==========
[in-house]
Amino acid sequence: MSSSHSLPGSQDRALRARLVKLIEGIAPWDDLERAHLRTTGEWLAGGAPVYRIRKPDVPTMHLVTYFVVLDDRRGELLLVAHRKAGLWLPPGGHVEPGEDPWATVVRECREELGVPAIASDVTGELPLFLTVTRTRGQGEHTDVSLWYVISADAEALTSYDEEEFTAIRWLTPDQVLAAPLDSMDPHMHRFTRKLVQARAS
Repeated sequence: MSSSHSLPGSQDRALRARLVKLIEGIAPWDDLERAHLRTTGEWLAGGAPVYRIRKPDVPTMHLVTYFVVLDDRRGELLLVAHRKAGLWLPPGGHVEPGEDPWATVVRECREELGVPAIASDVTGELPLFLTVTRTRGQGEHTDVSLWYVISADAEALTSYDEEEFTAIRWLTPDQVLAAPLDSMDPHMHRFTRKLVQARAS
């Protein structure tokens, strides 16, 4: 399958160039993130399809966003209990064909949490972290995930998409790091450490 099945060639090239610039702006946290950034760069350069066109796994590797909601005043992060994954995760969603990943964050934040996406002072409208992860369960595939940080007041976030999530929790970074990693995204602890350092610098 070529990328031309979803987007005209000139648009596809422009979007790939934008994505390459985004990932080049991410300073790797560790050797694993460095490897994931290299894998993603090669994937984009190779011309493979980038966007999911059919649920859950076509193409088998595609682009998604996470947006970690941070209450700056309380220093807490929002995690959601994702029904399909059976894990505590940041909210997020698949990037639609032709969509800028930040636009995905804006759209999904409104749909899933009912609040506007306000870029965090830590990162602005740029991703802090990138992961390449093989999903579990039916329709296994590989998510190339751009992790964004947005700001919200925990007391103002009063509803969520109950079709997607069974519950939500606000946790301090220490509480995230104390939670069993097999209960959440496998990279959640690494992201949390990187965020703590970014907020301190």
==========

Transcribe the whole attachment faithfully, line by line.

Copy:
[in-house]
Amino acid sequence: MSSSHSLPGSQDRALRARLVKLIEGIAPWDDLERAHLRTTGEWLAGGAPVYRIRKPDVPTMHLVTYFVVLDDRRGELLLVAHRKAGLWLPPGGHVEPGEDPWATVVRECREELGVPAIASDVTGELPLFLTVTRTRGQGEHTDVSLWYVISADAEALTSYDEEEFTAIRWLTPDQVLAAPLDSMDPHMHRFTRKLVQARAS
Repeated sequence: MSSSHSLPGSQDRALRARLVKLIEGIAPWDDLERAHLRTTGEWLAGGAPVYRIRKPDVPTMHLVTYFVVLDDRRGELLLVAHRKAGLWLPPGGHVEPGEDPWATVVRECREELGVPAIASDVTGELPLFLTVTRTRGQGEHTDVSLWYVISADAEALTSYDEEEFTAIRWLTPDQVLAAPLDSMDPHMHRFTRKLVQARAS
């Protein structure tokens, strides 16, 4: 399958160039993130399809966003209990064909949490972290995930998409790091450490 099945060639090239610039702006946290950034760069350069066109796994590797909601005043992060994954995760969603990943964050934040996406002072409208992860369960595939940080007041976030999530929790970074990693995204602890350092610098 070529990328031309979803987007005209000139648009596809422009979007790939934008994505390459985004990932080049991410300073790797560790050797694993460095490897994931290299894998993603090669994937984009190779011309493979980038966007999911059919649920859950076509193409088998595609682009998604996470947006970690941070209450700056309380220093807490929002995690959601994702029904399909059976894990505590940041909210997020698949990037639609032709969509800028930040636009995905804006759209999904409104749909899933009912609040506007306000870029965090830590990162602005740029991703802090990138992961390449093989999903579990039916329709296994590989998510190339751009992790964004947005700001919200925990007391103002009063509803969520109950079709997607069974519950939500606000946790301090220490509480995230104390939670069993097999209960959440496998990279959640690494992201949390990187965020703590970014907020301190």